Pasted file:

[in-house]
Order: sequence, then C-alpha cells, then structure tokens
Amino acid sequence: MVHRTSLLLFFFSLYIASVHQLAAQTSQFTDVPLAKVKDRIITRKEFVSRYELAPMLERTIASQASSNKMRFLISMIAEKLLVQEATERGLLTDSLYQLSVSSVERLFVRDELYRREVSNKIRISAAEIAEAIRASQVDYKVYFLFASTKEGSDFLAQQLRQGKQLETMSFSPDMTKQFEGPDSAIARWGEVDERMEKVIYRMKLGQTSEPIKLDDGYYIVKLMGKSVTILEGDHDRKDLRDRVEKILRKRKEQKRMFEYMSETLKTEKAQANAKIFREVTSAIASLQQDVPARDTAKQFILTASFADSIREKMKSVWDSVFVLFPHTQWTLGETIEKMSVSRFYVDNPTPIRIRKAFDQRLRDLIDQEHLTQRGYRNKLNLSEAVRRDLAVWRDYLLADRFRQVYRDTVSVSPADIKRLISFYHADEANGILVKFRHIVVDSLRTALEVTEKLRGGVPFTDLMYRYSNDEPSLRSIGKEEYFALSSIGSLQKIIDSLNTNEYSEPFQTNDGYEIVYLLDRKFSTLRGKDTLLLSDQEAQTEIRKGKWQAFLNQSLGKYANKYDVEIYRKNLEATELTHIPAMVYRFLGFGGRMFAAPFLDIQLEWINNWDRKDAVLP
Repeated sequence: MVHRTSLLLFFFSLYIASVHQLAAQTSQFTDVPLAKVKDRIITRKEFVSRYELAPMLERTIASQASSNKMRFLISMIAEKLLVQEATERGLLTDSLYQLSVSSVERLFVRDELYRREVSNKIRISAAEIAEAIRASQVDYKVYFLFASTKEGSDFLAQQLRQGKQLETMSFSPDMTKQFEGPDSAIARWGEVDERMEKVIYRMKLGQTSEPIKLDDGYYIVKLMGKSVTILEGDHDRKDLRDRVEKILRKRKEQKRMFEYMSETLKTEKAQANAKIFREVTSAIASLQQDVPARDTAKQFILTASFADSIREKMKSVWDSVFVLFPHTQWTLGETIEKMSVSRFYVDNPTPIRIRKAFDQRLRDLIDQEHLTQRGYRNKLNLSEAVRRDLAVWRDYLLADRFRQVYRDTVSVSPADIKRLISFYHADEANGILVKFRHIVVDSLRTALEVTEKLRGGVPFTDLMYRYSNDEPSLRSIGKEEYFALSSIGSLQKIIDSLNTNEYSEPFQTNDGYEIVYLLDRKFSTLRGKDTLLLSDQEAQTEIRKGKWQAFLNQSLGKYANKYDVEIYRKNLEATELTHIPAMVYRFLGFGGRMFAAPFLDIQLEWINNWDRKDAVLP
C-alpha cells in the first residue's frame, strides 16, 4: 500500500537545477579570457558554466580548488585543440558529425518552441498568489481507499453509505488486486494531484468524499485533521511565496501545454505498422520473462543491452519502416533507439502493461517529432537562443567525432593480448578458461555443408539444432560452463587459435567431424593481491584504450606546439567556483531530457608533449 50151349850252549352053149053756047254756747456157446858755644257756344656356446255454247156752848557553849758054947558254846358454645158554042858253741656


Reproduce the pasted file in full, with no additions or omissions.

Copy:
[in-house]
Order: sequence, then C-alpha cells, then structure tokens
Amino acid sequence: MVHRTSLLLFFFSLYIASVHQLAAQTSQFTDVPLAKVKDRIITRKEFVSRYELAPMLERTIASQASSNKMRFLISMIAEKLLVQEATERGLLTDSLYQLSVSSVERLFVRDELYRREVSNKIRISAAEIAEAIRASQVDYKVYFLFASTKEGSDFLAQQLRQGKQLETMSFSPDMTKQFEGPDSAIARWGEVDERMEKVIYRMKLGQTSEPIKLDDGYYIVKLMGKSVTILEGDHDRKDLRDRVEKILRKRKEQKRMFEYMSETLKTEKAQANAKIFREVTSAIASLQQDVPARDTAKQFILTASFADSIREKMKSVWDSVFVLFPHTQWTLGETIEKMSVSRFYVDNPTPIRIRKAFDQRLRDLIDQEHLTQRGYRNKLNLSEAVRRDLAVWRDYLLADRFRQVYRDTVSVSPADIKRLISFYHADEANGILVKFRHIVVDSLRTALEVTEKLRGGVPFTDLMYRYSNDEPSLRSIGKEEYFALSSIGSLQKIIDSLNTNEYSEPFQTNDGYEIVYLLDRKFSTLRGKDTLLLSDQEAQTEIRKGKWQAFLNQSLGKYANKYDVEIYRKNLEATELTHIPAMVYRFLGFGGRMFAAPFLDIQLEWINNWDRKDAVLP
Repeated sequence: MVHRTSLLLFFFSLYIASVHQLAAQTSQFTDVPLAKVKDRIITRKEFVSRYELAPMLERTIASQASSNKMRFLISMIAEKLLVQEATERGLLTDSLYQLSVSSVERLFVRDELYRREVSNKIRISAAEIAEAIRASQVDYKVYFLFASTKEGSDFLAQQLRQGKQLETMSFSPDMTKQFEGPDSAIARWGEVDERMEKVIYRMKLGQTSEPIKLDDGYYIVKLMGKSVTILEGDHDRKDLRDRVEKILRKRKEQKRMFEYMSETLKTEKAQANAKIFREVTSAIASLQQDVPARDTAKQFILTASFADSIREKMKSVWDSVFVLFPHTQWTLGETIEKMSVSRFYVDNPTPIRIRKAFDQRLRDLIDQEHLTQRGYRNKLNLSEAVRRDLAVWRDYLLADRFRQVYRDTVSVSPADIKRLISFYHADEANGILVKFRHIVVDSLRTALEVTEKLRGGVPFTDLMYRYSNDEPSLRSIGKEEYFALSSIGSLQKIIDSLNTNEYSEPFQTNDGYEIVYLLDRKFSTLRGKDTLLLSDQEAQTEIRKGKWQAFLNQSLGKYANKYDVEIYRKNLEATELTHIPAMVYRFLGFGGRMFAAPFLDIQLEWINNWDRKDAVLP
C-alpha cells in the first residue's frame, strides 16, 4: 500500500537545477579570457558554466580548488585543440558529425518552441498568489481507499453509505488486486494531484468524499485533521511565496501545454505498422520473462543491452519502416533507439502493461517529432537562443567525432593480448578458461555443408539444432560452463587459435567431424593481491584504450606546439567556483531530457608533449 50151349850252549352053149053756047254756747456157446858755644257756344656356446255454247156752848557553849758054947558254846358454645158554042858253741656